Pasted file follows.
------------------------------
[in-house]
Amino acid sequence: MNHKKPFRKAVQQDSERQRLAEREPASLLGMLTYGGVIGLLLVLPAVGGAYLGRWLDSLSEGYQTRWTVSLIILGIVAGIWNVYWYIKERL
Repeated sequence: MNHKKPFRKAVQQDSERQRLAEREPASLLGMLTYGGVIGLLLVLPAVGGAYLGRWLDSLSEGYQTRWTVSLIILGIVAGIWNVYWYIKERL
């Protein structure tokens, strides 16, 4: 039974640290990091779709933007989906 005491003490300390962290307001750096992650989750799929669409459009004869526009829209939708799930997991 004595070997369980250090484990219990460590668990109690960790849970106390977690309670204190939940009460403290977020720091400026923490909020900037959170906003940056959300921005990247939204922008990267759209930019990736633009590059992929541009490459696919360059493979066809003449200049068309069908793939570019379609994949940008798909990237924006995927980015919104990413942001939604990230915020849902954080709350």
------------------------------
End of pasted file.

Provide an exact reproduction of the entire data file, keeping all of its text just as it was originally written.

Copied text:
[in-house]
Amino acid sequence: MNHKKPFRKAVQQDSERQRLAEREPASLLGMLTYGGVIGLLLVLPAVGGAYLGRWLDSLSEGYQTRWTVSLIILGIVAGIWNVYWYIKERL
Repeated sequence: MNHKKPFRKAVQQDSERQRLAEREPASLLGMLTYGGVIGLLLVLPAVGGAYLGRWLDSLSEGYQTRWTVSLIILGIVAGIWNVYWYIKERL
């Protein structure tokens, strides 16, 4: 039974640290990091779709933007989906 005491003490300390962290307001750096992650989750799929669409459009004869526009829209939708799930997991 004595070997369980250090484990219990460590668990109690960790849970106390977690309670204190939940009460403290977020720091400026923490909020900037959170906003940056959300921005990247939204922008990267759209930019990736633009590059992929541009490459696919360059493979066809003449200049068309069908793939570019379609994949940008798909990237924006995927980015919104990413942001939604990230915020849902954080709350």